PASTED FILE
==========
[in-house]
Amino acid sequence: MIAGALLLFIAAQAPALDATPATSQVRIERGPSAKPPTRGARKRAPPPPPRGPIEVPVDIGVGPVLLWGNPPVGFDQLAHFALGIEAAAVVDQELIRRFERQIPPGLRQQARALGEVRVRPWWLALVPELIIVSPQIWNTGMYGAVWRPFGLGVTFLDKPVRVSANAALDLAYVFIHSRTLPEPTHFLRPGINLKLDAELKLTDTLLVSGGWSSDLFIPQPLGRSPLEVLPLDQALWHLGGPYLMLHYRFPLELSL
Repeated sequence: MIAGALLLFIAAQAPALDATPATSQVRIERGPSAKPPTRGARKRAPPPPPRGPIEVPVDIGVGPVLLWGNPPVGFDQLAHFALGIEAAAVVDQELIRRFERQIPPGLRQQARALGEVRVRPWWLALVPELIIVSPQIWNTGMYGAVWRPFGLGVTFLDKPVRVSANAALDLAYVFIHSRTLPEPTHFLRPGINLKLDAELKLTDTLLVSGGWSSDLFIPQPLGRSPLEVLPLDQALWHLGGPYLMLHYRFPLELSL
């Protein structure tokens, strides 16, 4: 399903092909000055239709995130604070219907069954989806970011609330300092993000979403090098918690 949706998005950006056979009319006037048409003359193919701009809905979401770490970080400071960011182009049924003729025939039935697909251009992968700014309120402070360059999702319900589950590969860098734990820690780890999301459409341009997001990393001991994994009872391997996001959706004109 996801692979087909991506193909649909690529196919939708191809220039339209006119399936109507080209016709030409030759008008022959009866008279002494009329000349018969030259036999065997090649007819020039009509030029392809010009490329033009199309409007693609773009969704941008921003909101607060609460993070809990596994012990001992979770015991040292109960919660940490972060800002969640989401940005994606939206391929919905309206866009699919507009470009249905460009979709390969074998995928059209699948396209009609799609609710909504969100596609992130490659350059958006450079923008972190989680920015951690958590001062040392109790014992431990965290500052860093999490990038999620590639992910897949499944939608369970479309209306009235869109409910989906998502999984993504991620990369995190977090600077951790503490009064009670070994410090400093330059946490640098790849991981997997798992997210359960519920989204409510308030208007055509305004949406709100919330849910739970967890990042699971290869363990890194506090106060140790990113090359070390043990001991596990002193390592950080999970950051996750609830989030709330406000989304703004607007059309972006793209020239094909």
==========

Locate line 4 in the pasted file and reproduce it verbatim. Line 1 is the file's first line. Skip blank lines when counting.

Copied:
């Protein structure tokens, strides 16, 4: 399903092909000055239709995130604070219907069954989806970011609330300092993000979403090098918690 949706998005950006056979009319006037048409003359193919701009809905979401770490970080400071960011182009049924003729025939039935697909251009992968700014309120402070360059999702319900589950590969860098734990820690780890999301459409341009997001990393001991994994009872391997996001959706004109 996801692979087909991506193909649909690529196919939708191809220039339209006119399936109507080209016709030409030759008008022959009866008279002494009329000349018969030259036999065997090649007819020039009509030029392809010009490329033009199309409007693609773009969704941008921003909101607060609460993070809990596994012990001992979770015991040292109960919660940490972060800002969640989401940005994606939206391929919905309206866009699919507009470009249905460009979709390969074998995928059209699948396209009609799609609710909504969100596609992130490659350059958006450079923008972190989680920015951690958590001062040392109790014992431990965290500052860093999490990038999620590639992910897949499944939608369970479309209306009235869109409910989906998502999984993504991620990369995190977090600077951790503490009064009670070994410090400093330059946490640098790849991981997997798992997210359960519920989204409510308030208007055509305004949406709100919330849910739970967890990042699971290869363990890194506090106060140790990113090359070390043990001991596990002193390592950080999970950051996750609830989030709330406000989304703004607007059309972006793209020239094909």